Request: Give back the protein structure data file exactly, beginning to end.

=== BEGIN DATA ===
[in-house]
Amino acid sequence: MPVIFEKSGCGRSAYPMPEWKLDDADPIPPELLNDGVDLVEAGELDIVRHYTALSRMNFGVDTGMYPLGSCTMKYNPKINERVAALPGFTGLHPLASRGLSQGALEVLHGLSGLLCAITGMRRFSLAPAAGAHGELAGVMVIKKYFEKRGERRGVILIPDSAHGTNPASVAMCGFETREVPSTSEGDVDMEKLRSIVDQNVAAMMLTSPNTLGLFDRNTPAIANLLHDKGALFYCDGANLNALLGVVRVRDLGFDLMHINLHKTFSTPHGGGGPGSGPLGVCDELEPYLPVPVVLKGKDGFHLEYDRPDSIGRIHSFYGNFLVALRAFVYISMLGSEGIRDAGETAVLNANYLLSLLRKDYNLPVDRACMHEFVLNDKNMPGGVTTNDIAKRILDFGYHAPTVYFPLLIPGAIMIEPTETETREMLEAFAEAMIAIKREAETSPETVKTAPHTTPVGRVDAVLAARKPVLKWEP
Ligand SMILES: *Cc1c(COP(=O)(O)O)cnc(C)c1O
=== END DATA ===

[in-house]
Amino acid sequence: MPVIFEKSGCGRSAYPMPEWKLDDADPIPPELLNDGVDLVEAGELDIVRHYTALSRMNFGVDTGMYPLGSCTMKYNPKINERVAALPGFTGLHPLASRGLSQGALEVLHGLSGLLCAITGMRRFSLAPAAGAHGELAGVMVIKKYFEKRGERRGVILIPDSAHGTNPASVAMCGFETREVPSTSEGDVDMEKLRSIVDQNVAAMMLTSPNTLGLFDRNTPAIANLLHDKGALFYCDGANLNALLGVVRVRDLGFDLMHINLHKTFSTPHGGGGPGSGPLGVCDELEPYLPVPVVLKGKDGFHLEYDRPDSIGRIHSFYGNFLVALRAFVYISMLGSEGIRDAGETAVLNANYLLSLLRKDYNLPVDRACMHEFVLNDKNMPGGVTTNDIAKRILDFGYHAPTVYFPLLIPGAIMIEPTETETREMLEAFAEAMIAIKREAETSPETVKTAPHTTPVGRVDAVLAARKPVLKWEP
Ligand SMILES: *Cc1c(COP(=O)(O)O)cnc(C)c1O